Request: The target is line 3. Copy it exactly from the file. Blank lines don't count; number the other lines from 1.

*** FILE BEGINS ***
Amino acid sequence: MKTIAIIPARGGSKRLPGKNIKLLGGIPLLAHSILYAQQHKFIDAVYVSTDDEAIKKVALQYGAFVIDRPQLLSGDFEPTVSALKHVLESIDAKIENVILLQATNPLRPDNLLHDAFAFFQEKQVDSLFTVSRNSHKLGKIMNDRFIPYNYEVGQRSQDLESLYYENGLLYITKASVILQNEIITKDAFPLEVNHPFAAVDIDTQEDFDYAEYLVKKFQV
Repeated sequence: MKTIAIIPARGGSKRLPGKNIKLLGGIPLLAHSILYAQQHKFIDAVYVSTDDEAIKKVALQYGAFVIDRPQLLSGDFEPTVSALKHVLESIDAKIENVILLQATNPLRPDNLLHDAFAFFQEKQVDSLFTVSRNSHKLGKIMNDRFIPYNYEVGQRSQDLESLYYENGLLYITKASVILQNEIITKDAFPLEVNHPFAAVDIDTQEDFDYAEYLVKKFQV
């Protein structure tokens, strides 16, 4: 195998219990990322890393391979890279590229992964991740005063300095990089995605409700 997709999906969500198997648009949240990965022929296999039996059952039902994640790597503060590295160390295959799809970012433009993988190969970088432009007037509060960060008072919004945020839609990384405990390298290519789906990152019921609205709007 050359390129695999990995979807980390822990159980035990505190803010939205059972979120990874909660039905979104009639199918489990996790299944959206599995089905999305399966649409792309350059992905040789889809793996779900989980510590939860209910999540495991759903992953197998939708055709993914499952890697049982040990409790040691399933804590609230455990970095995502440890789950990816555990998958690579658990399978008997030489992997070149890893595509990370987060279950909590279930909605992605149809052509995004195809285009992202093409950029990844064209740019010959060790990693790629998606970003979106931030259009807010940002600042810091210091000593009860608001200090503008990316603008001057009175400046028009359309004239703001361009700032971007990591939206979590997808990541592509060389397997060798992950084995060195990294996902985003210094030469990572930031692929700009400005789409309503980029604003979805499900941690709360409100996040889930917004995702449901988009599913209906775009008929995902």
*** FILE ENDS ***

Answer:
């Protein structure tokens, strides 16, 4: 195998219990990322890393391979890279590229992964991740005063300095990089995605409700 997709999906969500198997648009949240990965022929296999039996059952039902994640790597503060590295160390295959799809970012433009993988190969970088432009007037509060960060008072919004945020839609990384405990390298290519789906990152019921609205709007 050359390129695999990995979807980390822990159980035990505190803010939205059972979120990874909660039905979104009639199918489990996790299944959206599995089905999305399966649409792309350059992905040789889809793996779900989980510590939860209910999540495991759903992953197998939708055709993914499952890697049982040990409790040691399933804590609230455990970095995502440890789950990816555990998958690579658990399978008997030489992997070149890893595509990370987060279950909590279930909605992605149809052509995004195809285009992202093409950029990844064209740019010959060790990693790629998606970003979106931030259009807010940002600042810091210091000593009860608001200090503008990316603008001057009175400046028009359309004239703001361009700032971007990591939206979590997808990541592509060389397997060798992950084995060195990294996902985003210094030469990572930031692929700009400005789409309503980029604003979805499900941690709360409100996040889930917004995702449901988009599913209906775009008929995902």